press release

The Agency is pleased to present Naked Cities a curated group show of paintings featuring four international artists. The artists are Dennis Hollinger (IR), John Timberlake (GB), Jochen Muehlenbrink (G), and Virginie Bailly (B). The works’ common thread is the filmic element in their work. The paintings function like sets and are loaded with the narrative that might unfold in them. Naked Cities sets out to re-examine the painterly representation of cities influenced by film and photography. The exhibition focuses on the city as a space of loaded architectural and social references, a metaphor for realist, psychological as well as utopian visions. Two of the artists, Timberlake and Bailly do not work with paintings exclusively, but utilise the medium both independently as well as a starting point for conceptual works.

Hollinger paints with precise hyperrealism, derived from photographic studies. His engagement with London is one of alienation and melancholy, the urban landscape in his work is derelict and oppressive. His treatment of the city reveals a deeply personal engagement with London through his viewpoint as a Northern Irish citizen. He juxtaposes the hyperrealist technique with a subject matter, which is indebted to romanticism. “Where do the children play?”, oil on linen, is one example. A row of derelict houses, realistic and unforgiving, becomes imbued with the melancholy of the title by the use of soft focus in partial areas of the painting. This is a realism, which goes beyond the possibilities of photography.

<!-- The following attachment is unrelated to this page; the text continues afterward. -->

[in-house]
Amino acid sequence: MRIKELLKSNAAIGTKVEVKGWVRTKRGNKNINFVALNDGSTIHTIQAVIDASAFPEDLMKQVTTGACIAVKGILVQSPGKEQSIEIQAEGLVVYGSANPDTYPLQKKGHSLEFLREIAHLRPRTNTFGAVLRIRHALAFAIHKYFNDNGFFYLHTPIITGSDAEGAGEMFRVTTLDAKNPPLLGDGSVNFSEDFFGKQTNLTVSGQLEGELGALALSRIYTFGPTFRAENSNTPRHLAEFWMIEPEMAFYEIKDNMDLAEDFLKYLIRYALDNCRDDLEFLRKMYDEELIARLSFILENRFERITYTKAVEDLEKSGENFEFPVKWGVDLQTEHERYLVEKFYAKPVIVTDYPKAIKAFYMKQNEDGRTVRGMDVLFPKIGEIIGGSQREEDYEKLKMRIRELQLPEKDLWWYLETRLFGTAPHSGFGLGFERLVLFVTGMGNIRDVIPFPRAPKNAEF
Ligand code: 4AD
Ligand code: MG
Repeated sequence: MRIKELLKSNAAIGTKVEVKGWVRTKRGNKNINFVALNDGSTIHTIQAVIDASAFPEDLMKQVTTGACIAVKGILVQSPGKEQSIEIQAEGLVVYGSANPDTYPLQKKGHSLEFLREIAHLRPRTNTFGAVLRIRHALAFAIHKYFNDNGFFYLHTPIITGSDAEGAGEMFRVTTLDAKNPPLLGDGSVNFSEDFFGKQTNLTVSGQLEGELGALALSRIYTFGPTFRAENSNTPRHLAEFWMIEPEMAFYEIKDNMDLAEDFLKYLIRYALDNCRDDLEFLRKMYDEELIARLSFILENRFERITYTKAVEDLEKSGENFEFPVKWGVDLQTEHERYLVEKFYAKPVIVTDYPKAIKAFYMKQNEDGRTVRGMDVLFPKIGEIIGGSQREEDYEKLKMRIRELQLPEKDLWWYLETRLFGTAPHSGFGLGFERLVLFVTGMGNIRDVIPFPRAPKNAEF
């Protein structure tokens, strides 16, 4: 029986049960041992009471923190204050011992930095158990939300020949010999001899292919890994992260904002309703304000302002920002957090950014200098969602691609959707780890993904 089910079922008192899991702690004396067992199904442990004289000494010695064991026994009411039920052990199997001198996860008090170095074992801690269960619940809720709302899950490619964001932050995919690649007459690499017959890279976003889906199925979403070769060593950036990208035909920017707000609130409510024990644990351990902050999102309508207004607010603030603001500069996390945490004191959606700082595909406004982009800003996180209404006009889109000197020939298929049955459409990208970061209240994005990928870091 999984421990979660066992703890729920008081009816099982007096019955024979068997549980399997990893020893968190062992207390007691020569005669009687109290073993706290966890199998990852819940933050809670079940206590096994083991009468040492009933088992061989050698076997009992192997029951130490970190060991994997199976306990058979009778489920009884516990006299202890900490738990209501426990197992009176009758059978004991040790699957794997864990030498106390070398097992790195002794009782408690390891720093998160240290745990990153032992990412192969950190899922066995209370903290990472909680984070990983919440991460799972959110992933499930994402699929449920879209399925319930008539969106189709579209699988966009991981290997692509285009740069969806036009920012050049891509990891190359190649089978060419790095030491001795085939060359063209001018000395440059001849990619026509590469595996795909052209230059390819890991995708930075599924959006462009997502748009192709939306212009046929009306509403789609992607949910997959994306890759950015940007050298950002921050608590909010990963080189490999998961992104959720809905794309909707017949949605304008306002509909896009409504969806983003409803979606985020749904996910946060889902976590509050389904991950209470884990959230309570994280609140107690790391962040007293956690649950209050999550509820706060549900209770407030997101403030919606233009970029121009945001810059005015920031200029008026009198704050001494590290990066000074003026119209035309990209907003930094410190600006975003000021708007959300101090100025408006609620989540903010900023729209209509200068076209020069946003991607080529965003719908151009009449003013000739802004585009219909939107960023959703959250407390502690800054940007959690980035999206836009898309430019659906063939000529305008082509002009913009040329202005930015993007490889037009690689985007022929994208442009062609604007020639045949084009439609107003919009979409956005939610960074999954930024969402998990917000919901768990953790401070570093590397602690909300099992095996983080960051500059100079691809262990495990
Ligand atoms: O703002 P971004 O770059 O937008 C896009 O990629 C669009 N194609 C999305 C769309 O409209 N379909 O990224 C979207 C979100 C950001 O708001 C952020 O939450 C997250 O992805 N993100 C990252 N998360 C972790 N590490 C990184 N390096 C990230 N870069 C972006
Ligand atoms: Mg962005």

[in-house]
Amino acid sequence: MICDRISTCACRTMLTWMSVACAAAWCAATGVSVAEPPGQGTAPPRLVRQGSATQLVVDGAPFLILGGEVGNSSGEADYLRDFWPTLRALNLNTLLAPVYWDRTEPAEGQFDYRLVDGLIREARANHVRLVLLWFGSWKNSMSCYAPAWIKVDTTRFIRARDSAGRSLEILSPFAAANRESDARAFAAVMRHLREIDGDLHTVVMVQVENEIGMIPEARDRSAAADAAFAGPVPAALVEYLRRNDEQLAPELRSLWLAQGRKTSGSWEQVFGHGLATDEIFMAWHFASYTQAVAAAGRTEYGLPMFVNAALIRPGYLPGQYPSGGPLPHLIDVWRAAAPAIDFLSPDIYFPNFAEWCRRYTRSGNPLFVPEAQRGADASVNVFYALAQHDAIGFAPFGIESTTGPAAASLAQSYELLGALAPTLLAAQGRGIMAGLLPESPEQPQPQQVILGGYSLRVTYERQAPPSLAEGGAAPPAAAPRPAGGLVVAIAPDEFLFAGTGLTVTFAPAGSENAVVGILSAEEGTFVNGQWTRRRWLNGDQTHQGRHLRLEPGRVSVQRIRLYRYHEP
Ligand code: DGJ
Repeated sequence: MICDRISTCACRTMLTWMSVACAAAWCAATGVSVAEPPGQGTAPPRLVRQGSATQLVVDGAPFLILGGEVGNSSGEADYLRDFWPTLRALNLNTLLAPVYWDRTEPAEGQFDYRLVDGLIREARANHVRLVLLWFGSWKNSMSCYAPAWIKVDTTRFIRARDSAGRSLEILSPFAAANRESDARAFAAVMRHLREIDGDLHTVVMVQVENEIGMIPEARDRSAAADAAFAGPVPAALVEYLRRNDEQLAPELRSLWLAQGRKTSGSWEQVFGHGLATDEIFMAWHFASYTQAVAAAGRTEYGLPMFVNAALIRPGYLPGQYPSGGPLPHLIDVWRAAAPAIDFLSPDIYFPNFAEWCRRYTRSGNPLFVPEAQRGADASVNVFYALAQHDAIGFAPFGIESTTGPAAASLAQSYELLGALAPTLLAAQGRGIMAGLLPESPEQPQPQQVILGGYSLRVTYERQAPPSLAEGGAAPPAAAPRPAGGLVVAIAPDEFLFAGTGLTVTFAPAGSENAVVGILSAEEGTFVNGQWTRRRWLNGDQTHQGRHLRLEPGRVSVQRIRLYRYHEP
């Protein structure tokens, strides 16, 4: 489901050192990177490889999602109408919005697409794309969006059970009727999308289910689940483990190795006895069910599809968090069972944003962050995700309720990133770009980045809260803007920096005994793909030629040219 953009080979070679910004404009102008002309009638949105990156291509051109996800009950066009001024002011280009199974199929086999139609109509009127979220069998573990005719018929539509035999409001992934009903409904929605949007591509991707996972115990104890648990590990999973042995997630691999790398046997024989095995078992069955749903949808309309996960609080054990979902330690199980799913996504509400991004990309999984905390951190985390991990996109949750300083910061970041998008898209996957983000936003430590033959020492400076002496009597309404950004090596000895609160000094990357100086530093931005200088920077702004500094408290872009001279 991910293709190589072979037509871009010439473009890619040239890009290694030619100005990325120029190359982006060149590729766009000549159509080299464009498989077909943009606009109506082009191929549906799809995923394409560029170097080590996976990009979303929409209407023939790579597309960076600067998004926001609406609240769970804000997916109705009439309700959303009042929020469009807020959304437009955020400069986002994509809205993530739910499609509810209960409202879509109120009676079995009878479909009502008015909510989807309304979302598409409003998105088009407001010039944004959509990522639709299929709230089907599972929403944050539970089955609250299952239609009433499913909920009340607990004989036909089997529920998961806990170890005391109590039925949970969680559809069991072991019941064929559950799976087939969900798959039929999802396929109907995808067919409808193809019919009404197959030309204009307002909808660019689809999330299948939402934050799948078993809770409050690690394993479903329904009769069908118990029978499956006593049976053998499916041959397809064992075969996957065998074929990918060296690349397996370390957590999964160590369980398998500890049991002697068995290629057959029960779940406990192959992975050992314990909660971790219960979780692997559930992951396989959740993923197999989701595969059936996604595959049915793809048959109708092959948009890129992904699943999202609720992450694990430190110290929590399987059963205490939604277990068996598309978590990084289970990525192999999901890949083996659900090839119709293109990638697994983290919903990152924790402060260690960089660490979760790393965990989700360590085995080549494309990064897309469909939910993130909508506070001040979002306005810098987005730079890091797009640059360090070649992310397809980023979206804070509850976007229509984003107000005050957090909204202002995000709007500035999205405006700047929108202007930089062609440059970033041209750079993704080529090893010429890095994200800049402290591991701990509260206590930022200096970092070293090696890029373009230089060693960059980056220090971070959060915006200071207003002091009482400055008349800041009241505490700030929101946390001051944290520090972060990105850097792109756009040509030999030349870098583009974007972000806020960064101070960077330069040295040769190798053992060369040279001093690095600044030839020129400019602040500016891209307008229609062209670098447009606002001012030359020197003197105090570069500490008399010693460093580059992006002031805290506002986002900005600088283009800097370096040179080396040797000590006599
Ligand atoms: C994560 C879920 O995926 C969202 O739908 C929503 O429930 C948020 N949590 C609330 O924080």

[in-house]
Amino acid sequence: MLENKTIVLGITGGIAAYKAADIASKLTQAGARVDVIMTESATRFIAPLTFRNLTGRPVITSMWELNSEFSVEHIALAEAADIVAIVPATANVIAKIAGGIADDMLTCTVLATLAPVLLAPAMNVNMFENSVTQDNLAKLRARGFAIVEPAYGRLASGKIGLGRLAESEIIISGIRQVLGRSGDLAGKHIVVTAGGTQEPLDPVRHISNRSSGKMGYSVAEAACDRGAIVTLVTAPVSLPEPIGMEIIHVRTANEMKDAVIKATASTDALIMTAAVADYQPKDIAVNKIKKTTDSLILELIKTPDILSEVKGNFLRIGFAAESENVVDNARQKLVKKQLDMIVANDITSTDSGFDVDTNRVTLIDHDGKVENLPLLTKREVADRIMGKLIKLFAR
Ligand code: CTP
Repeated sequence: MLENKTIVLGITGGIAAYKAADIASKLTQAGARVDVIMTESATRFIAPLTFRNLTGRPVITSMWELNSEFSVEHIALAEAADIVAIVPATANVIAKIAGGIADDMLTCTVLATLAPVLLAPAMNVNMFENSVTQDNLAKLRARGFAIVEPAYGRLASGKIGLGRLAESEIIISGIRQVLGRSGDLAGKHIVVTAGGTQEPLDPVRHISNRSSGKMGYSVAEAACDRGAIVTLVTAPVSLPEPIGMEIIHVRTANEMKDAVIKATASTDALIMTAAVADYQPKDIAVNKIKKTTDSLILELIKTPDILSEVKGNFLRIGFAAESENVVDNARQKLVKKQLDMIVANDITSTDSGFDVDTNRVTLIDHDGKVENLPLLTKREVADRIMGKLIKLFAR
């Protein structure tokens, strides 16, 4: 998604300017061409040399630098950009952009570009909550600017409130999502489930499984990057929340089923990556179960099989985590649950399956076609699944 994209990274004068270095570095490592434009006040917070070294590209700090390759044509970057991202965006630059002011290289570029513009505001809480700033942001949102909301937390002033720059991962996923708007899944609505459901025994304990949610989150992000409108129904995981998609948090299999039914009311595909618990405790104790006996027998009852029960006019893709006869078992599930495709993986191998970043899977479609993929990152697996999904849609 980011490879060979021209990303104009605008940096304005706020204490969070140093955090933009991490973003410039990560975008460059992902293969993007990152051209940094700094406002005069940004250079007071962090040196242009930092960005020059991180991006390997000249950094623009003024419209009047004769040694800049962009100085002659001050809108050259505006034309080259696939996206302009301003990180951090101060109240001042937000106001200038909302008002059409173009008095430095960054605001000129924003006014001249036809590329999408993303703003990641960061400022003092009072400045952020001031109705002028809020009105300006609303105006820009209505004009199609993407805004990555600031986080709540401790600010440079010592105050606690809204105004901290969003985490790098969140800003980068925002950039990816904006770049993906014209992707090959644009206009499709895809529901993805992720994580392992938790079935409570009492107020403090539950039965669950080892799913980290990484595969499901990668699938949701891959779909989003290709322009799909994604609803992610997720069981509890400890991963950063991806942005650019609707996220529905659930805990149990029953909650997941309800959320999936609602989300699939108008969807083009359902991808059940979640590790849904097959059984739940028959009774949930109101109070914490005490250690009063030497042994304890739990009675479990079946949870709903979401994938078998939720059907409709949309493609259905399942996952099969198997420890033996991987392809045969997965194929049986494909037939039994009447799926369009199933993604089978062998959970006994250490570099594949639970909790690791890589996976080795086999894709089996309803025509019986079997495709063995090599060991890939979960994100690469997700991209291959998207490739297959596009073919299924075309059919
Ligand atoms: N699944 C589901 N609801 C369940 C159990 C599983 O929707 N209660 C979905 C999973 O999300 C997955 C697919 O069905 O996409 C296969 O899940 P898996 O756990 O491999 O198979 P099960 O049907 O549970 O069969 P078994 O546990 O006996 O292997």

Muehlenbrink engages with the architectural repetitiveness of urban housing estates and creates a filmic feel through his dramatic use of shadow and light. Technically he mixes opaque surfaces with thinly covered areas, loosely integrating raw canvas and plain primed areas. His work is suspended between abstraction and realism. The presence of humans in these environments is represented by rows and rows of satellite dishes on hundreds of identical balconies. Muehlenbrink’s “Highrise” series highlights how the triumph of architecture takes priority over mankind. He remains ambivalent towards the effect of this, as his paintings represent both a celebration and critique of mass urbanization.

Bailly uses painting as well as installation and public sculpture in dealing with the urban environment. She has created large-scale interventions with light rods in city squares. The use of light reappears in her paintings in a vibrant acidic colour scheme. She uses acrylic paint with thick brushstrokes to achieve a layered and expressive result. The cityscape is reduced to a small proportion within her paintings, obscured by the dark palette of evening and night. Her abstracted lines appear like artificial light when captured on long exposure film. The paintings are at once eerie and poetic.

Timberlake has always utilised his paintings as the basis for his photographic works. Painting is a medium that enables him to create views of post-apocalyptic cities and fictional landscapes with nuclear clouds, which he then photographs to achieve a different level of realism. For this exhibition we will be presenting an oil painting from 1997 of a futuristic city view, as well as more recent works. The piece is influenced by pop painting and has a nostalgic comic strip feel. Timberlake can be described as a modernday romantic. Unlike Hollinger, who represents the here and now Timberlake focuses on sci-fi iconography, which is both realist and fictional.

The exhibition will tour to OneTwenty Gallery in Ghent during mid-August.


only in german


mit Dennis Hollinger, John Timberlake, Jochen Muehlenbrink, Virginie Bailly